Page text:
1. Flexibility from my coaches, teammates, sponsors, and students. Full communication and transparency in exchange for understanding and adjustment. If they can be flexible with me, I vow to carry my weight and do my best! Some days, my best is 30%, and others it’s 120%. Regardless of what my best is, they know they’ll get all that I can give.

2. Using non-harmful or ableist language/behavior - not only for my personal sake, but for the sake of creating a safe and inviting atmosphere for others. There are so many great online resources to learn language alternatives and ally-oriented behavior. And many people with disabilities are happy to provide information and education about their conditions or desires. Once you learn, there is no excuse left to be ableist.

3. Educate yourself about disabilities and access accommodations in general, and go above and beyond to learn more about the conditions that affect people you know/care about.

4. Give technique alternatives if someone has an injury or cannot complete something.

5. This one seems small and obvious, but treating injury as a short-term disability is a great way to merge the invisible line between disabled and non-disabled communities. Get in the habit of caring about any level of impairment so that it becomes standard practice to be considerate with instruction and technique.

6. Allow me to leave the gym at any time or stop my training for any reason. The freedom of autonomy allows me to dictate my training as I see comfortable.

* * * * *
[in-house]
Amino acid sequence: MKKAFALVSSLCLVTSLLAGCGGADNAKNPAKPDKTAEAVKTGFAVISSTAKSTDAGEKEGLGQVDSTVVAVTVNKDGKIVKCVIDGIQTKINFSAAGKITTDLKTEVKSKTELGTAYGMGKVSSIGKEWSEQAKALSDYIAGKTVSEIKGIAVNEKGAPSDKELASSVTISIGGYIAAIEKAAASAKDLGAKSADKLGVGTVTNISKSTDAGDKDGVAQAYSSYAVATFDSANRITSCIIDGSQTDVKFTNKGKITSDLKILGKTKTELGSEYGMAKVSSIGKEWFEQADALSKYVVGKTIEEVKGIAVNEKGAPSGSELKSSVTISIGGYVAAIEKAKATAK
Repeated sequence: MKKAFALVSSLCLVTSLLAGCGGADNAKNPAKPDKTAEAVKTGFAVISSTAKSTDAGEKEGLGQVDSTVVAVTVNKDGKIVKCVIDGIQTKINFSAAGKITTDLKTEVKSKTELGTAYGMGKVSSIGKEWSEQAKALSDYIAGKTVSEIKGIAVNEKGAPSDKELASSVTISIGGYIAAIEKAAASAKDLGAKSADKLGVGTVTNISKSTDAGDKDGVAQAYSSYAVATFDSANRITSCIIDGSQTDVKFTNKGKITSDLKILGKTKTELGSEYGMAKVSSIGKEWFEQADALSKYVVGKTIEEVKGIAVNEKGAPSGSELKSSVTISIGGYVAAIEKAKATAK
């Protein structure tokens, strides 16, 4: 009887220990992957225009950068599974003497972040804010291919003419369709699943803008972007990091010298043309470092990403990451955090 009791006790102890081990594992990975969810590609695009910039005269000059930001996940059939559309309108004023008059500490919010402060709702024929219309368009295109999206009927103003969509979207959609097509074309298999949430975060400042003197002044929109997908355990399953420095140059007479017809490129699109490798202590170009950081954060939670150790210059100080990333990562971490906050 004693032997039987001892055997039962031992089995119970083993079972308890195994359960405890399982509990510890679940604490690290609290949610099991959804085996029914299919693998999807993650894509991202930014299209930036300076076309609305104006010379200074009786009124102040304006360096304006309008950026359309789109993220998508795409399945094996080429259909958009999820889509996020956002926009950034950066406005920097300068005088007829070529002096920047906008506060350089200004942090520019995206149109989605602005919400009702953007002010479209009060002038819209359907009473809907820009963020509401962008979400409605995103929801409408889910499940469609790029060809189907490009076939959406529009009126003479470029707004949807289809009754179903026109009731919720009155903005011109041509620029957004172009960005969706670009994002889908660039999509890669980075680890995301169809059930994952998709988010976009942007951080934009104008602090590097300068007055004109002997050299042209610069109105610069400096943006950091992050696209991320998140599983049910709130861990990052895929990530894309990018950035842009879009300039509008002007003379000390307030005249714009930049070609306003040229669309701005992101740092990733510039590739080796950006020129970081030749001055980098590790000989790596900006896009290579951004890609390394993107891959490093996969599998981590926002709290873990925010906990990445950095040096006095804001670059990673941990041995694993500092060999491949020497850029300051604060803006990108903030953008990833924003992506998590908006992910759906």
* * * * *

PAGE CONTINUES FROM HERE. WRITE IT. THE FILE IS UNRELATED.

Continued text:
I am positive that this could be a 300 page book (in fact, I know it can because I’m writing a 50 page thesis on just one small portion of disability studies), but related to jiu-jitsu, these are some of the key takeaways. If anything - and if you are someone who doesn’t have a disability, I would at least encourage you to circulate this discussion among your gyms, coaches, training partners, and personal lives. Having more regular and in-depth conversations about how we can accommodate disabilities will create environments in which people with disabilities feel

comfortable communicating their needs AND in which coaches/teammates feel empathetic to fulfill those requests.

My name is Savannah Wright, and I am confident in my ability to be authentic, show heart, and achieve amazing things - even with a disability. Jiu-jitsu is for EVERYONE. 

Julia Hubbard